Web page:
Sunday, July 30, 2006
The rogue in the middle is Senator Michael McCarthy, Labour's bright hope in Cork South West. This week however, he's starring as part of 'The Politicians' in You're a Star Charity special on RTÉ One TV channel, along with Billy Kelliher, Fianna Fáil T.D., Dan Boyle T.D. of the Greens, and Sen. Frank Feighan of Fine Gael. Tonight the lads sang the Monkees 'Daydream Believer'. The voting has just finished. The lads did really well and have got through again, topping the poll tonight. If you want the lads to win, keep supporting them by phoning 1513 7127108 or text politicians to 53600. You'll also be supporting one of my favourite charities the Irish Hospice Foundation.
I wasn't able to make the demonstrations in Dublin yesterday against the Israeli actions in Lebanon. I'm delighted that our party was so well represented, and I fully support Trócaire, and the Irish Palestinian Solidarity Campaign in their efforts to bring the Israeli Government to their senses.
Trocaire has called for a demonstration in front of the US Embassy at 6.00pm, with Michael D. Higgins as one of the main speakers. If you're in Dublin, please get along.
Friday, July 21, 2006
Wednesday night saw the Shell to Sea campaign hit Kilkenny as they try to renew awareness about the Mayo campaign. One of the five men jailed last year for attempting to prevent an overland high-pressure gas pipe being run through their small Gaeltacht community was guest speaker. Myself, Cllr. Malcolm Noonan of the Green Party and Sinn Féin's Kathleen Funchion also spoke alonside teacher Micheál Ó Seidhin.
It was a privilege to speak alongside Micheál, whom I described genuinely as one of the bravest people I have met. He is also witty and exceptionally knowledgeable, and he got away with something I never would-speaking for an hour and twenty minutes!!
The continuing scandal of the situation in Rossport was outlined by him. I was able to set the context thanks to an excellent briefing from Tommy Broughan T.D., our spokesperson on Energy, who Micheál praised for his, and our, consistent support and work on the campaign. I hope that Tommy gets his head when we return to Government and that we sort out this mess for once and for all. I also hope that we reverse the Fianna Fáil/PD sell-out to the multinationals and follow the Norwegian example of controlling our natural resources for the benefit of our own people.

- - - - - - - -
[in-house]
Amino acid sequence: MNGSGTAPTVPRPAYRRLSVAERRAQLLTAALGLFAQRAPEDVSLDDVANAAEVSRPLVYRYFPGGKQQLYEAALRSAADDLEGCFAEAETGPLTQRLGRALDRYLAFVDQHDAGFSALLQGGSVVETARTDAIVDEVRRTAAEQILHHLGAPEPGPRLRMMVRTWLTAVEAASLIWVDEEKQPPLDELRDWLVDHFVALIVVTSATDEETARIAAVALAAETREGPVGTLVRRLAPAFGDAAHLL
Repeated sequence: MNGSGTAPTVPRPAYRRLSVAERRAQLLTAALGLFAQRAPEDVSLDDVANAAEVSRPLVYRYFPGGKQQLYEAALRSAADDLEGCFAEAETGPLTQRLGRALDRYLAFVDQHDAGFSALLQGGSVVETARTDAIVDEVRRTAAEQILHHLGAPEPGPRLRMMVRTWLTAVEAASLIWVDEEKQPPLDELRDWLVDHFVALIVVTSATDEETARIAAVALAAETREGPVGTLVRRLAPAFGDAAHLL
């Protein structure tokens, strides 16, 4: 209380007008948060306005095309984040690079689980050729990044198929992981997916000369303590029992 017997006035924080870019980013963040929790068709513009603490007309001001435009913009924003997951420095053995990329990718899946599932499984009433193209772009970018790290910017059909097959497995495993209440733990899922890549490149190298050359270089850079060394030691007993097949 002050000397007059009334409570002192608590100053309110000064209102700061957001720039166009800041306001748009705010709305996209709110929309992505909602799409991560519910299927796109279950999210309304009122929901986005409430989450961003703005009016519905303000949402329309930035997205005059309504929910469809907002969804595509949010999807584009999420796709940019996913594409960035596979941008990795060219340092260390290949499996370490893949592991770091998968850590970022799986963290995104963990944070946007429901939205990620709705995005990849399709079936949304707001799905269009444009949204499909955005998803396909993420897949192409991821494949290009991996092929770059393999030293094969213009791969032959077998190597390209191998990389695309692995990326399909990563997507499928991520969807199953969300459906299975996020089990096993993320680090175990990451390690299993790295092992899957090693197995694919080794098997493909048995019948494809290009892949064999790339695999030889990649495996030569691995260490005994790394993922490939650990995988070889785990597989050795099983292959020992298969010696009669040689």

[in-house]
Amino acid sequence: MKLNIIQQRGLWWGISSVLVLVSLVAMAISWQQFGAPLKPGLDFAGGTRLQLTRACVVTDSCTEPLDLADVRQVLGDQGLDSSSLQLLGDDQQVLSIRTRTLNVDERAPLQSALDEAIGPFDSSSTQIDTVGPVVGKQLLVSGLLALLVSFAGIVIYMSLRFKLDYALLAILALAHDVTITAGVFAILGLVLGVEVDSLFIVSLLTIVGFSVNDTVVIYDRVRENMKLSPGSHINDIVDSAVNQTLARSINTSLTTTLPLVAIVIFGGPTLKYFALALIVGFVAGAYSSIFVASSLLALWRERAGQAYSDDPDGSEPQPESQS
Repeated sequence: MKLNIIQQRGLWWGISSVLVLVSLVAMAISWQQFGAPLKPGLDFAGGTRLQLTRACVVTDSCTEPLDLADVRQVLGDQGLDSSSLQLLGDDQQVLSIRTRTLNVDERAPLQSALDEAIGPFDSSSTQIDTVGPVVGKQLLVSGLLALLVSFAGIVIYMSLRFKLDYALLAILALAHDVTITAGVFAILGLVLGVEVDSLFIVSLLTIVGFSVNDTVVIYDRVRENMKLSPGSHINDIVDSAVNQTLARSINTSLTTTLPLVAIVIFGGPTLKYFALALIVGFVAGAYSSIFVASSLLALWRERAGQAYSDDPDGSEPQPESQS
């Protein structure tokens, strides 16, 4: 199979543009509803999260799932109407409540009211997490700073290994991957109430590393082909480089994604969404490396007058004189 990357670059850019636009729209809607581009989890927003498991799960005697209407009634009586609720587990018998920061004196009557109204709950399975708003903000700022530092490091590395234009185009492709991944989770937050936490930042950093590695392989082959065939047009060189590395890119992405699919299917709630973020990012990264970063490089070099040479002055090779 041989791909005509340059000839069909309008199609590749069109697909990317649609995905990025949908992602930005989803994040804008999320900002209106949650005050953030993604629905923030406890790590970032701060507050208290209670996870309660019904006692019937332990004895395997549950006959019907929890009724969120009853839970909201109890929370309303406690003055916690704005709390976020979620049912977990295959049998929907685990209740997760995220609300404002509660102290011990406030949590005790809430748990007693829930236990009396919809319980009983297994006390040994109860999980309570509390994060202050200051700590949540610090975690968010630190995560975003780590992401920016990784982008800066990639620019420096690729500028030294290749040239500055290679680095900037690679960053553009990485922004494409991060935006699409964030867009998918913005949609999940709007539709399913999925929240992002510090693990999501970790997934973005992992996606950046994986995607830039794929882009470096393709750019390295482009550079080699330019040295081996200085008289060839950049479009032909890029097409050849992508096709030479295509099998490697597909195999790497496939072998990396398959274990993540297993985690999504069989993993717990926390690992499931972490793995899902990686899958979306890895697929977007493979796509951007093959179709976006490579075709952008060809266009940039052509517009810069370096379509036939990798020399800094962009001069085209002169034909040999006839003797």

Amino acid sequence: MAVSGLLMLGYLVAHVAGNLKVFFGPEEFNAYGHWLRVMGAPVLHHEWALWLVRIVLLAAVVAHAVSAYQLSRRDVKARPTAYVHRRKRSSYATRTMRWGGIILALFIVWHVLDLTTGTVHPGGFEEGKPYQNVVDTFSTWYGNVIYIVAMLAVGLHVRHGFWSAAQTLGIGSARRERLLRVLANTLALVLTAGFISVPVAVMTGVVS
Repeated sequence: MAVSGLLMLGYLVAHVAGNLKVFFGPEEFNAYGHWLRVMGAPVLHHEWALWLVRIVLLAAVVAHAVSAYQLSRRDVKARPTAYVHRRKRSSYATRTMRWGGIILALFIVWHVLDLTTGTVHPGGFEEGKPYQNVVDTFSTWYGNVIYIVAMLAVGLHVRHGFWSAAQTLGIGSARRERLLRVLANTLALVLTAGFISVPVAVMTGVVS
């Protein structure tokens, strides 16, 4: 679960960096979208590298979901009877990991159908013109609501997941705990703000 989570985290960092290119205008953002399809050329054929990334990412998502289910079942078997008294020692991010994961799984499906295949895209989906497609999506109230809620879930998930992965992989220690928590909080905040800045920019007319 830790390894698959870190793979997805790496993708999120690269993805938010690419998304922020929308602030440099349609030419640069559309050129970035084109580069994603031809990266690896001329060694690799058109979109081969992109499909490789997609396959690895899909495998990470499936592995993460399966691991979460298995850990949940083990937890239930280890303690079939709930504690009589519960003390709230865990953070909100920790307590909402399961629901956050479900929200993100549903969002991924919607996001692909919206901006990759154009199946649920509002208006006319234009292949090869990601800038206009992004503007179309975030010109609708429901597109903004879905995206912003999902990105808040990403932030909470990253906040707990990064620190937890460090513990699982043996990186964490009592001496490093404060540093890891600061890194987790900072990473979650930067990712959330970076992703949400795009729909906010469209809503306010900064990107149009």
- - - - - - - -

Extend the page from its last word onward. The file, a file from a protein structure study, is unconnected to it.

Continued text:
If you want to learn more about the campaign visit the Shell to Sea website, or view the superb report by the Centre for Public Enquiry here. The quality of that report shows why the centre was hatcheted by Michael McDowell. While I have my reservations about Frank Connolly, we need an independent body like this to help us all keep a close eye on the golden triangle which will be camped in the tent at the Galway races next week.
Wednesday, July 19, 2006
Thanks to Comrade Séamus Ryan, Cllr. in Waterford whose excellent blog reminds me that today marks the 70th. anniversary of the outbreak of the Spanish Civil War. Recently, the legendary Mick O' Riordan who was honoured by the Labour Party a number of years ago died. I was privileged to know Mick in Dublin in my Labour Youth days, and he'll be missed. Local member and very important one at that, Gary Lynch travelled for Mick's funeral in Dublin. Unfortunately, work meant I could not make it.
Let's remember today the members of La Quince Brigada, or the Fifteenth International Brigade, a group of Socialist and
Republican volunteers who travelled from Ireland and many of whom lost their lives defending the Republican Government. They were to be unsuccessful eventually in the face of Franco, who plunged Spain into 40 years of dictatorship. Now that we are in the era of balance however, it must be recognised that many who travelled on the Blueshirt side under the command of Eoin O' Duffy, were also idealistic young men who believed they were saving the world from Communist dictatorship (the suppport of Stalin for the struggle in Spain gave meat to this argument).
Meanwhile, I came across a number of Kilkenny names of the International Brigade on an excellent website this morning. If anybody who knows anything about these men, I'd be delighted to receive any information about them:George Browne, Manchester-Kilkenny, Seán Dowling, Castlecomer or Denis Holden, Carlow
Meanwhile, here's the words of my party piece, the best Irish song about the International Brigade, although it's short on the Déise names, I'm told
Viva La Quince Brigada by Christy Moore
Ten years before I saw the light of morning
A comradeship of heroes was laid.
From every corner of the world came sailing
The Fifteenth International Brigade.
They came to stand beside the Spanish people.
To try and stem the rising Fascist tide
Franco's allies were the powerful and wealthy,
Frank Ryan's men came from the other side.
Even the olives were bleeding
As the battle for Madrid it thundered on.
Truth and love against the force af evil,
Brotherhood against the Fascist clan.
Vive La Quinta Brigada!
"No Paseran" the pledge that made them fight.
"Adelante" was the cry around the hillside.
Let us all remember them tonight.
Bob Hillard was a Church of Ireland pastor;F
rom Killarney across the Pyrenees he came.
From Derry came a brave young Christian Brother.
Side by side they fought and died in Spain.
Tommy Woods, aged seventeen, died in Cordoba.
With Na Fianna he learned to hold his gun.
From Dublin to the Villa del Rio
Where he fought and died beneath the Spanish sun.
Many Irishmen heard the call of Franco.
Joined Hitler and Mussolini too.
Propaganda from the pulpit and newspapers
Helped O'Duffy to enlist his crew.
The word came from Maynooth: 'Support the Fascists.'
The men of cloth failed yet again
When the bishops blessed the blueshirts in Dun Laoghaire
As they sailed beneath the swastika to Spain.
This song is a tribute to Frank Ryan.
Kit Conway and Dinny Coady too.